The deltoidal trihexagonal tiling is a dual of the semiregular tiling known as the rhombitrihexagonal tiling. Conway calls it a tetrille.[1] The edges of this tiling can be formed by the intersection overlay of the regular triangular tiling and a hexagonal tiling. Each kite face of this tiling has angles 120°, 90°, 60° and 90°. It is one of only eight tilings of the plane in which every edge lies on a line of symmetry of the tiling.[6]

The deltoidal trihexagonal tiling is a dual of the semiregular tiling rhombitrihexagonal tiling.[7] Its faces are deltoids or kites.

It is one of 7 dual uniform tilings in hexagonal symmetry, including the regular duals.

Dual uniform hexagonal/triangular tilings
Symmetry: [6,3], (*632) [6,3]+, (632)
V63 V3.122 V(3.6)2 V36 V3.4.12.4 V.4.6.12 V34.6

This tiling has face transitive variations, that can distort the kites into bilateral trapezoids or more general quadrillaterals. Ignoring the face colors below, the fully symmetry is p6m, and the lower symmetry is p31m with 3 mirrors meeting at a point, and 3-fold rotation points.[8]

Isohedral variations
Symmetry p6m, [6,3], (*632) p31m, [6,3+], (3*3)
Faces Kite Half regular hexagon Quadrilaterals

This tiling is related to the trihexagonal tiling by dividing the triangles and hexagons into central triangles and merging neighboring triangles into kites.

The deltoidal trihexagonal tiling is a part of a set of uniform dual tilings, corresponding to the dual of the rhombitrihexagonal tiling.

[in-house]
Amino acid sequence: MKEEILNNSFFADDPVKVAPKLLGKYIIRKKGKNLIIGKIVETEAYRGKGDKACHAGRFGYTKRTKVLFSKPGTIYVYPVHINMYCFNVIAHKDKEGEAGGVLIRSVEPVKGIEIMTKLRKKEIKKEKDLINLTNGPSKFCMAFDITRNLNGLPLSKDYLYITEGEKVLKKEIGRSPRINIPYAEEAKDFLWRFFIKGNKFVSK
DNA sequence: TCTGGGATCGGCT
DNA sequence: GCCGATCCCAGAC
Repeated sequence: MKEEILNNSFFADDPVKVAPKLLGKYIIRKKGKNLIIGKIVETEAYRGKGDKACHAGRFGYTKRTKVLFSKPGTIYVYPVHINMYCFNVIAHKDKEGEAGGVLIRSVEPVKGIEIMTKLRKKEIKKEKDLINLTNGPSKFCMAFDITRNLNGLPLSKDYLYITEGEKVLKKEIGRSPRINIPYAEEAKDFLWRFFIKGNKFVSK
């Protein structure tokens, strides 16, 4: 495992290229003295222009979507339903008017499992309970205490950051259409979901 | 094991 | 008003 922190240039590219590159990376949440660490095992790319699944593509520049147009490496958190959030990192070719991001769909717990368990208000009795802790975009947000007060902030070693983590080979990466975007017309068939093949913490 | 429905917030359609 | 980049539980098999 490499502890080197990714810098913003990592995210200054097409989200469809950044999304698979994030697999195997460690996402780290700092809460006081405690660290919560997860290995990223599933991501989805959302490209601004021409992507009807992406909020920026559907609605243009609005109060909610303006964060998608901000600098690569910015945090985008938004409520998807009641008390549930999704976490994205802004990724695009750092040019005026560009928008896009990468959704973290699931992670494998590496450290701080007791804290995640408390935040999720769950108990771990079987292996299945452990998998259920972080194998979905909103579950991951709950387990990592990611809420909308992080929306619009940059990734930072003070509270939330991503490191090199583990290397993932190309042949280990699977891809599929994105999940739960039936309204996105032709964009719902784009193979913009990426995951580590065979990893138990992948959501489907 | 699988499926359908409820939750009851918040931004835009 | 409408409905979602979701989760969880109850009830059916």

Symmetry mutations

This tiling is topologically related as a part of sequence of tilings with face configurations V3.4.n.4, and continues as tilings of the hyperbolic plane. These face-transitive figures have (*n32) reflectional symmetry.

*n42 symmetry mutation of dual expanded tilings: V3.4.n.4
Spherical Euclid. Compact hyperb. Paraco.









Other deltoidal (kite) tiling

Other deltoidal tilings are possible.

Point symmetry allows the plane to be filled by growing kites, with the topology as a square tiling, V4.4.4.4, and can be created by crossing string of a dream catcher. Below is an example with dihedral hexagonal symmetry.

Another face transitive tiling with kite faces, also a topological variation of a square tiling and with face configuration V4.4.4.4. It is also vertex transitive, with every vertex containing all orientations of the kite face.

Symmetry D6, [6], (*66) pmg, [∞,(2,∞)+], (22*) p6m, [6,3], (*632)
Configuration V4.4.4.4 V6.4.3.4

See also

Wikimedia Commons has media related to Uniform tiling 3-4-6-4.


  1. 1 2 Conway, 2008, p288 table
  2. Ring Cycles a Jacks Chain variation
  3. Chavey, D. (1989). "Tilings by Regular PolygonsII: A Catalog of Tilings". Computers & Mathematics with Applications. 17: 147165. doi:10.1016/0898-1221(89)90156-9.
  4. http://www.uwgb.edu/dutchs/symmetry/uniftil.htm
  5. Order in Space: A design source book, Keith Critchlow, p.74-75, pattern B
  6. Kirby, Matthew; Umble, Ronald (2011), "Edge tessellations and stamp folding puzzles", Mathematics Magazine, 84 (4): 283–289, arXiv:0908.3257Freely accessible, doi:10.4169/math.mag.84.4.283, MR 2843659.
  7. Weisstein, Eric W. "Dual tessellation". MathWorld. (See comparative overlay of this tiling and its dual)
  8. Tilings and Patterns